President Obama has laid out an ambitious domestic policy agenda, but his nomination of Sonia Sotomayor to the Supreme Court may be one of the most important actions of his presidency.
Any nomination to the Supreme Court is big news. After all, the position is for life, and the current ideological composition of the court means the new justice will have an enduring impact on public policy.
The nomination of Sotomayor, however, is more remarkable than most. She would be only the third woman to serve on the Court and the first Latina. It’s a significant symbol of achievement for the growing Hispanic population and therefore a savvy political move by Democrats, who have all but dared Republicans to attack her and are eager to lash out with claims of racism and sexism.
The media has mostly focused on Sotomayor's personal story. There is no doubt, Sotomayor’s rags-to-riches story of a young girl from public housing in the South Bronx who worked her way through Princeton and Yale Law School is undeniably commendable.
But the real question is whether she is among the most qualified individuals to replace retiring Justice David Souter. Sotomayor has drawn criticism from both the left and the right, suggesting that she may not have been the strongest candidate and that instead identity politics was a primary driver of Obama’s choice.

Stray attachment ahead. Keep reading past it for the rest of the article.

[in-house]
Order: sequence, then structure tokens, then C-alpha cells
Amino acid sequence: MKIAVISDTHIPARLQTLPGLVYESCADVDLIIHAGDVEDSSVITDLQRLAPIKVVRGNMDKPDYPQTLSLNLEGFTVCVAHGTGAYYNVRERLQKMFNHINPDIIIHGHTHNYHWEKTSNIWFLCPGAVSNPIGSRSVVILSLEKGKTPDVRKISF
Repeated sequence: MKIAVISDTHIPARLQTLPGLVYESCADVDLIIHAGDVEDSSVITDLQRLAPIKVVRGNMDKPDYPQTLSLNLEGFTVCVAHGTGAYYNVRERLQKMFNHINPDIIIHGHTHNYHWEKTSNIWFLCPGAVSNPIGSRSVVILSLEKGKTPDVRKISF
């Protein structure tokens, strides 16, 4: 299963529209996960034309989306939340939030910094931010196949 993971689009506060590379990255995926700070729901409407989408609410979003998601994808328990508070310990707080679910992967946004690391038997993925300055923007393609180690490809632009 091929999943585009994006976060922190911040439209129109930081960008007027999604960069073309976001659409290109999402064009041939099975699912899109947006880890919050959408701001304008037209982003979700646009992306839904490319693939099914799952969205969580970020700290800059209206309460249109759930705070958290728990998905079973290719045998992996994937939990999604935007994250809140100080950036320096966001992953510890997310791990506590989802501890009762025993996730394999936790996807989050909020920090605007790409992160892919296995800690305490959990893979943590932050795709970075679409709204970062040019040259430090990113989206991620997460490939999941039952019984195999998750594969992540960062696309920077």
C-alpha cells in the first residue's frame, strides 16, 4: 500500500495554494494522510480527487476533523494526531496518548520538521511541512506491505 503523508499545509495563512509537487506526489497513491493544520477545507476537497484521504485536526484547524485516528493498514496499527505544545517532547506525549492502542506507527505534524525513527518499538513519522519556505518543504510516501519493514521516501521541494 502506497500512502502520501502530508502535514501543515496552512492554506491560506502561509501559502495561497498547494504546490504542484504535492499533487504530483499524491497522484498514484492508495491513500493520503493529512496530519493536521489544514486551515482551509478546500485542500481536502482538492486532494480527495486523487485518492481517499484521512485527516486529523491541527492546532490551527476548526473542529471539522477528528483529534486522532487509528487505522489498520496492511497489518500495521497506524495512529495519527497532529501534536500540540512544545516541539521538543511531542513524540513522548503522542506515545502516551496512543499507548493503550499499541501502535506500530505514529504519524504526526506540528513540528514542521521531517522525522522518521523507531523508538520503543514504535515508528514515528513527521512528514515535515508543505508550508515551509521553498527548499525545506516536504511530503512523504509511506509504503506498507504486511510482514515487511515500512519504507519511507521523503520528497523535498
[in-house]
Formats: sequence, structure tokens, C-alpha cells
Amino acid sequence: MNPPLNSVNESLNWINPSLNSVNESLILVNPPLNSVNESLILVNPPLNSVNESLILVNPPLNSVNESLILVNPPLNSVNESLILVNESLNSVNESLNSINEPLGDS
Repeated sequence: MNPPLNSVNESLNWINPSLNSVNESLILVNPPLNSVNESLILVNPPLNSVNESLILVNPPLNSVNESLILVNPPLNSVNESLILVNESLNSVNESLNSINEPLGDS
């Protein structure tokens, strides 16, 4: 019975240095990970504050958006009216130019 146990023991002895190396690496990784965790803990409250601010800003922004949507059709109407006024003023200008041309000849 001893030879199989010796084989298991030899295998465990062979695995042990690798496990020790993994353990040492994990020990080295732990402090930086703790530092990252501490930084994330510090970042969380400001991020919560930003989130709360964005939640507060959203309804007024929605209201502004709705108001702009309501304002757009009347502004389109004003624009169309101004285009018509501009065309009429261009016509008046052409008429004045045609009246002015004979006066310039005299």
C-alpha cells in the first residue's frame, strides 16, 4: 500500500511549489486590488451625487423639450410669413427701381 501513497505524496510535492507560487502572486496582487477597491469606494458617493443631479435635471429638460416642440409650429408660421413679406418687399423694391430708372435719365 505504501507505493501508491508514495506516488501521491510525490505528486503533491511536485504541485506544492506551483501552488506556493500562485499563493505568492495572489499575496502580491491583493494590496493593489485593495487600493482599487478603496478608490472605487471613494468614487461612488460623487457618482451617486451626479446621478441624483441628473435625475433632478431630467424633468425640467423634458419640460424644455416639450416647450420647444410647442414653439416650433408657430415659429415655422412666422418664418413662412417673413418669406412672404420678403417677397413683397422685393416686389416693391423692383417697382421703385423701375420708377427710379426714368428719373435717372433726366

Law professors, former clerks, even respected left-leaning news outlets have all expressed concerns that Sotomayor is not the intellectual heavyweight they hoped Obama would have selected. What she has in legal experience – as a trial judge, appellate judge, and commercial litigator – she seems to lack in scholarly talent. While the left has not criticized Sotomayor’s decisions per se, they have acknowledged that it is unlikely she would serve as a vibrant liberal voice or be capable of building bipartisan coalitions.
And while the President and Sotomayor emphasized the importance of “empathy,” critics have acknowledged she can be a bully on the bench – a personality trait that makes many potential supporters concerned about her potential effectiveness as a justice, which tends to be a product of both intellectual prowess and personal charm.
Critics on the right are less concerned with Sotomayor’s temperament than they are with her apparent disregard for the text and intent of the Constitution and even Supreme Court precedent. While Obama stressed the importance of upholding the law and being empathetic, as a Justice one often cannot have it both ways.
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